WHO Says China Actions Blunted Virus Spread, Leading to Drop
An employee checks the temperature of visitors at the entrance of a Siemens Helthineers AG factory during a media tour in Shanghai, China. (Photographer: Qilai Shen/Bloomberg)  

WHO Says China Actions Blunted Virus Spread, Leading to Drop

(Bloomberg) -- China’s unprecedented lockdown and restrictions blunted the coronavirus’s spread and averted hundreds of thousands of infection cases, according to a team of medical experts that visited the outbreak’s epicenter last week.

While multiple revisions to the official data from Hubei have raised questions about whether the decline in China’s new cases should be trusted, the 80% drop “is real,” Bruce Aylward, an assistant director-general at the World Health Organization, said at a briefing in Beijing. He cited anecdotal evidence the team observed in Wuhan, including fewer patients crowding hospitals and consulting doctors for fevers.

“Very rapidly, multiple sources of data pointed to the same thing: This is falling, and it’s falling because of the actions that are being taken,” said Aylward, who led the team. Still, the outbreak could gain ground again as schools reopen and work resumes, he said.

The scientists traveled to Wuhan to investigate the coronavirus that’s killed more than 2,600 people and is fueling worldwide concern as infections grow in countries outside China.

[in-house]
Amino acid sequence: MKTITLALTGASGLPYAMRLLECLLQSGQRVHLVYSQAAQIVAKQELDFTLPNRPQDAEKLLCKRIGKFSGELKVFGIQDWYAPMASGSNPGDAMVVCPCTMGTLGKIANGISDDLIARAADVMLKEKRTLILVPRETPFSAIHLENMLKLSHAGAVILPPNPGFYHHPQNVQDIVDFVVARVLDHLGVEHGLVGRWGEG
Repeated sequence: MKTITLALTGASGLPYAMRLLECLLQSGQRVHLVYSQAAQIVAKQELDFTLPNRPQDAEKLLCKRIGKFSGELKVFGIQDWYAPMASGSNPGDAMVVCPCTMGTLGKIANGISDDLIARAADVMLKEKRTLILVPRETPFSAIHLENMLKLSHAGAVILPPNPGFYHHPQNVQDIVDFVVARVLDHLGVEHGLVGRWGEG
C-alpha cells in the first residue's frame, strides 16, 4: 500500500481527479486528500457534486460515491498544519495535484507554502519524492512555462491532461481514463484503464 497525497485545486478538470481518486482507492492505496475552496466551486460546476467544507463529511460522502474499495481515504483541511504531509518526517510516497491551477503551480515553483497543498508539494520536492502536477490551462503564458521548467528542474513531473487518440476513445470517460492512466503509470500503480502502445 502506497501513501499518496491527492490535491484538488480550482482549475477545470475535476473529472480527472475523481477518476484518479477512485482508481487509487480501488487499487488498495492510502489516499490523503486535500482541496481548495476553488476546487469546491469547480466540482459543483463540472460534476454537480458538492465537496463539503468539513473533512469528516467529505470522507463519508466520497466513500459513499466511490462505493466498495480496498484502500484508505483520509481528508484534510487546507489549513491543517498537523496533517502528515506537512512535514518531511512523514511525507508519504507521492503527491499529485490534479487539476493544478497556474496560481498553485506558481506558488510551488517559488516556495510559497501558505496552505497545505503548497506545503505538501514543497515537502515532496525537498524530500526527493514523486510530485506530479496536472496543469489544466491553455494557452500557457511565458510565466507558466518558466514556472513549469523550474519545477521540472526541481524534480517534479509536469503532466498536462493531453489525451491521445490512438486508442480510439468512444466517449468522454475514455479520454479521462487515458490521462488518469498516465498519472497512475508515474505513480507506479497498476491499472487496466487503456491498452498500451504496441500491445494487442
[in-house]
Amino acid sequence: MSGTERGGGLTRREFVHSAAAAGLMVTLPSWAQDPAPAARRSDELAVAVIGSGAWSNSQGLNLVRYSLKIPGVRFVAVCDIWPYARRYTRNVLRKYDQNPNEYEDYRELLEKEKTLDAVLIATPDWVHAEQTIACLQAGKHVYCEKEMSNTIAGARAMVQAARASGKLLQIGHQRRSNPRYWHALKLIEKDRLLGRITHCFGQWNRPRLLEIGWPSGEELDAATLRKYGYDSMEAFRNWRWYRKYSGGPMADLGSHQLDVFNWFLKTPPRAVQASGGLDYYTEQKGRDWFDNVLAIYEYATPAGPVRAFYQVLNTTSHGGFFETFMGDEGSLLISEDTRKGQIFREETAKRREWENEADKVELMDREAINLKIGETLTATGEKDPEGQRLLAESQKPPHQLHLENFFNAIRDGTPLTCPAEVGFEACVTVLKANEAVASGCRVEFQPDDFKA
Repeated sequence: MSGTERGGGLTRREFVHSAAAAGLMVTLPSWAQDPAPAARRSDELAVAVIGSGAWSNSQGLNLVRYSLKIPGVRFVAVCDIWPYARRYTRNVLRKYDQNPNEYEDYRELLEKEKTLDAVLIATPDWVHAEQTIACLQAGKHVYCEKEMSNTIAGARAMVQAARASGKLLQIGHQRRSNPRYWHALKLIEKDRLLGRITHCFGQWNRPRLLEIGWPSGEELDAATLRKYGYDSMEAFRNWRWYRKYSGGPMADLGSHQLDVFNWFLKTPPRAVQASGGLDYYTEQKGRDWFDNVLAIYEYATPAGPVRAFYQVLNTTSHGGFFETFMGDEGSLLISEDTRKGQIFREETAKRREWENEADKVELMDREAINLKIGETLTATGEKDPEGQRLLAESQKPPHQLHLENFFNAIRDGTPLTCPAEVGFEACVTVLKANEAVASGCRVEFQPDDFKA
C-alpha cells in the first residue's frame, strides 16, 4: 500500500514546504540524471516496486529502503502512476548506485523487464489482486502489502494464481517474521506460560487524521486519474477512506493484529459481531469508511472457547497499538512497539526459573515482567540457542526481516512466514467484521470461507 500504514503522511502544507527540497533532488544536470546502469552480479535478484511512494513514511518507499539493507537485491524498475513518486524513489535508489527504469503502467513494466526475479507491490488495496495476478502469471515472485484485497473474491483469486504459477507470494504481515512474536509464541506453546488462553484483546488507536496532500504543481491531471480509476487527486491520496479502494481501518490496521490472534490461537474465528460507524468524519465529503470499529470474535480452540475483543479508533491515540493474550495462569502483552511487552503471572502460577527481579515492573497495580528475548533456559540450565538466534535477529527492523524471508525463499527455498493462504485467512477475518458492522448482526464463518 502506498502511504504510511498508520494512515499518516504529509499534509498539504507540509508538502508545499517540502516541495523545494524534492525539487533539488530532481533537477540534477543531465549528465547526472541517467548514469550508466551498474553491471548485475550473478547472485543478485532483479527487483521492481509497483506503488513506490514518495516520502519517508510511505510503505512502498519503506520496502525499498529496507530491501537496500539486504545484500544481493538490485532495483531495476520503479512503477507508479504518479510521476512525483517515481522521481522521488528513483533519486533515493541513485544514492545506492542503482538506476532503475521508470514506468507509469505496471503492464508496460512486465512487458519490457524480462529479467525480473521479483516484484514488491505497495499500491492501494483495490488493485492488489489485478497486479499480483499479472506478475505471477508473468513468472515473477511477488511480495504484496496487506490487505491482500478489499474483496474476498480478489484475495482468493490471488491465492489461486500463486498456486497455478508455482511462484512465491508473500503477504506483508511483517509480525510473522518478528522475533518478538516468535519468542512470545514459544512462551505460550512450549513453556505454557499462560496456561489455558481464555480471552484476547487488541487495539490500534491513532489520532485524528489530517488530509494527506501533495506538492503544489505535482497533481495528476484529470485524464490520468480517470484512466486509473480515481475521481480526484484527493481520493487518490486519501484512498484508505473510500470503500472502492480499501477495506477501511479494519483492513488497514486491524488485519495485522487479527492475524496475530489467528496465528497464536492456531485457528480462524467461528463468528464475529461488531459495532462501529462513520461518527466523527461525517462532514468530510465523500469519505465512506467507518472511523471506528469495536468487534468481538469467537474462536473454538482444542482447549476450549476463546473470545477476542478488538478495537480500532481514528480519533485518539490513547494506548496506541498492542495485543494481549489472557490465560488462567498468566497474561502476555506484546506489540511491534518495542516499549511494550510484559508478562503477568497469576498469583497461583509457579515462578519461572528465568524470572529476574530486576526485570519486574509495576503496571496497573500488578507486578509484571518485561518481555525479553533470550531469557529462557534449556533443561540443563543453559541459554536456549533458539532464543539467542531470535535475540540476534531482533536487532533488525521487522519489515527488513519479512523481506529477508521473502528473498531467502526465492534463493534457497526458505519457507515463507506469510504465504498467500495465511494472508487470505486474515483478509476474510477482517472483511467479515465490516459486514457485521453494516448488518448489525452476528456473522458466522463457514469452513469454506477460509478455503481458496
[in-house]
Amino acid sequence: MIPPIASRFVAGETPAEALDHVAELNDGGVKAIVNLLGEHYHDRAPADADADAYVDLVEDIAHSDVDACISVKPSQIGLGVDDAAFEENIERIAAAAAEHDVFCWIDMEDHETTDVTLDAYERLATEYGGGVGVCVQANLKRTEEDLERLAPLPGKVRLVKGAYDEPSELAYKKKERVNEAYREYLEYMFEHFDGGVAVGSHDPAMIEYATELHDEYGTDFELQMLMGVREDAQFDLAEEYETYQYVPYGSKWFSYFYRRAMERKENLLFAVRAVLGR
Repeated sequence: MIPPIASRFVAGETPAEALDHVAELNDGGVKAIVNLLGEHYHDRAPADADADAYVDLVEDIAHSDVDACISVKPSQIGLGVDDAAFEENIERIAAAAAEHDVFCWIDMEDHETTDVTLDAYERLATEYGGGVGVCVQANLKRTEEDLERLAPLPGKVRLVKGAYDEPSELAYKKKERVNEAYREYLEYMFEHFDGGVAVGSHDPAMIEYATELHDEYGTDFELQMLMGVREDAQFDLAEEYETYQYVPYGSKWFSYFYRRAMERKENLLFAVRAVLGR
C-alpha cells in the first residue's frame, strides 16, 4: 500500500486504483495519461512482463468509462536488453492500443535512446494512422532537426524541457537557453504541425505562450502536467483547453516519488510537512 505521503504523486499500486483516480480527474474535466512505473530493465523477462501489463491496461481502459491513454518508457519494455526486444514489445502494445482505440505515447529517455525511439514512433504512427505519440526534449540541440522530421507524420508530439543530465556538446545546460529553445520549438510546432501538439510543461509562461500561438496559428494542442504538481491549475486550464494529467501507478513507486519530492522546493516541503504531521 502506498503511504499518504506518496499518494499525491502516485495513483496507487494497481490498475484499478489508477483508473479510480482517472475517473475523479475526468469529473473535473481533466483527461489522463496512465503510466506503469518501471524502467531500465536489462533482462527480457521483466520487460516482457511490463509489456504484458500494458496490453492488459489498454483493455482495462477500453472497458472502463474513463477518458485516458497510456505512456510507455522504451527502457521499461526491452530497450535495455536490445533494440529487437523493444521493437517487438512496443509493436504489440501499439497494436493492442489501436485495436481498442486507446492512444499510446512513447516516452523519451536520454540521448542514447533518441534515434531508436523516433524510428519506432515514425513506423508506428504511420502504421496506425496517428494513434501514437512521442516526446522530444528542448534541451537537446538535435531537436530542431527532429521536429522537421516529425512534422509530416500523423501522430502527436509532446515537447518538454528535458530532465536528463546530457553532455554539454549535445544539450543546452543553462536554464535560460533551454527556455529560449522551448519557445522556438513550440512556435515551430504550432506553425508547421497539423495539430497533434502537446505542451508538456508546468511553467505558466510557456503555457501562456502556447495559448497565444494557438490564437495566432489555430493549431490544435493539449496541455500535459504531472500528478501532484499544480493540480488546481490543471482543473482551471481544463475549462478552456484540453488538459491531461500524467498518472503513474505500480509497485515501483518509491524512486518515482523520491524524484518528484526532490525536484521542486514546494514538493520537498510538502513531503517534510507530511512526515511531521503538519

WHO Says China Actions Blunted Virus Spread, Leading to Drop

Any insights gleaned on the ground may be key to battling the Covid-19 infection as cases surge in South Korea and new ones emerge in the Middle East and Italy.

Aylward also praised the sometimes extreme measures China has taken to prevent the spread, including locking down most of Hubei province, which has a population of about 60 million. The approach “changed the course of the virus,” he said, adding that the rest of the world should learn from China’s experience.

Line of Defense

“China was the first line of defense to prevent the international spread of this virus, because they feared and felt the responsibility to protect the world from this virus,” Aylward said. “Other countries should think about whether they apply something, not necessarily through lockdowns, but the same rigorous approach.”

In the past month, Chinese President Xi Jinping has barred tens of millions of citizens from work or travel, expanded the use of high-tech surveillance and installed loyalists to top provincial posts. The decision to quarantine Hubei has meant even those who are gravely ill can’t leave to seek medical treatment in other cities, and those with chronic illnesses have been turned away from hospitals overwhelmed by patients.

Aylward said that China’s experience justified the steps Italy has taken to contain the virus, which include a virtual lockdown in Milan, the country’s financial hub, and in the regions of Lombardy and Veneto. Schools, universities and museums have closed, sporting events were canceled and a curfew was imposed on bars, threatening to tip the country’s already weak economy into a recession.

Recent reports about the virus paint the picture of an enigmatic pathogen whose effects are mainly mild, but which occasionally -- and unpredictably -- turns deadly in the second week. Unlike SARS, its viral cousin, the virus replicates at high concentrations in the nose and throat akin to the common cold, and appears capable of spreading from those who show mild symptoms or even none at all.

Liang Wannian, an official from China’s National Health Commission, said at the briefing that genetic sequencing shows the virus hasn’t undergone any significant mutation. Patients with mild cases take an average of two weeks to recover, he said, while those with severe infections can take three to six weeks.

©2020 Bloomberg L.P.

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